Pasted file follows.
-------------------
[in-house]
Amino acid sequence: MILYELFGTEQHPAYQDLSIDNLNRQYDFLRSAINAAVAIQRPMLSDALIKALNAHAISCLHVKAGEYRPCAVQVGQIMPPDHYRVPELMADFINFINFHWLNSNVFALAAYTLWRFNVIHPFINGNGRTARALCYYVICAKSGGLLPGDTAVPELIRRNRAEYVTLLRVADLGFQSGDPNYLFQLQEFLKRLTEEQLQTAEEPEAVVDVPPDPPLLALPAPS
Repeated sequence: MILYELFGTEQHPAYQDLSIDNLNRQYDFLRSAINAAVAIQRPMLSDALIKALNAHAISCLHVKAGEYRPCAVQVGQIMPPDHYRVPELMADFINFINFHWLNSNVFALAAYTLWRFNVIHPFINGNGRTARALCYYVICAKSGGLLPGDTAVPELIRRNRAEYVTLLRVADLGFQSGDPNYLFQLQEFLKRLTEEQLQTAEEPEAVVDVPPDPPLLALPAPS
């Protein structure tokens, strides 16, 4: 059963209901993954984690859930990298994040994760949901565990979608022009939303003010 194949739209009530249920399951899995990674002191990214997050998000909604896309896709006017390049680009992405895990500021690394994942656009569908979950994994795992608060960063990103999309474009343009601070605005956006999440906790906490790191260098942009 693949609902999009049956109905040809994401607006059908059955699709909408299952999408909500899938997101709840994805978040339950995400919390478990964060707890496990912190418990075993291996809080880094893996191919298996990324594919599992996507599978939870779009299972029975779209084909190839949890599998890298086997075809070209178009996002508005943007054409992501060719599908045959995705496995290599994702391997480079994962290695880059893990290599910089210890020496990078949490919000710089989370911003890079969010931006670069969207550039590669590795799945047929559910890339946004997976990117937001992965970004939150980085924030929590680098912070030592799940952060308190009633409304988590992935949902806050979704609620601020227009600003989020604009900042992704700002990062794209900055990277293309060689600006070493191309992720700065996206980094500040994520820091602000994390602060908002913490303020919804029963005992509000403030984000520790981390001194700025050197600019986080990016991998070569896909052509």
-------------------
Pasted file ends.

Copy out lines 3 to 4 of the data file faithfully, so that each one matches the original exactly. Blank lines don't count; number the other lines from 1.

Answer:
Repeated sequence: MILYELFGTEQHPAYQDLSIDNLNRQYDFLRSAINAAVAIQRPMLSDALIKALNAHAISCLHVKAGEYRPCAVQVGQIMPPDHYRVPELMADFINFINFHWLNSNVFALAAYTLWRFNVIHPFINGNGRTARALCYYVICAKSGGLLPGDTAVPELIRRNRAEYVTLLRVADLGFQSGDPNYLFQLQEFLKRLTEEQLQTAEEPEAVVDVPPDPPLLALPAPS
């Protein structure tokens, strides 16, 4: 059963209901993954984690859930990298994040994760949901565990979608022009939303003010 194949739209009530249920399951899995990674002191990214997050998000909604896309896709006017390049680009992405895990500021690394994942656009569908979950994994795992608060960063990103999309474009343009601070605005956006999440906790906490790191260098942009 693949609902999009049956109905040809994401607006059908059955699709909408299952999408909500899938997101709840994805978040339950995400919390478990964060707890496990912190418990075993291996809080880094893996191919298996990324594919599992996507599978939870779009299972029975779209084909190839949890599998890298086997075809070209178009996002508005943007054409992501060719599908045959995705496995290599994702391997480079994962290695880059893990290599910089210890020496990078949490919000710089989370911003890079969010931006670069969207550039590669590795799945047929559910890339946004997976990117937001992965970004939150980085924030929590680098912070030592799940952060308190009633409304988590992935949902806050979704609620601020227009600003989020604009900042992704700002990062794209900055990277293309060689600006070493191309992720700065996206980094500040994520820091602000994390602060908002913490303020919804029963005992509000403030984000520790981390001194700025050197600019986080990016991998070569896909052509």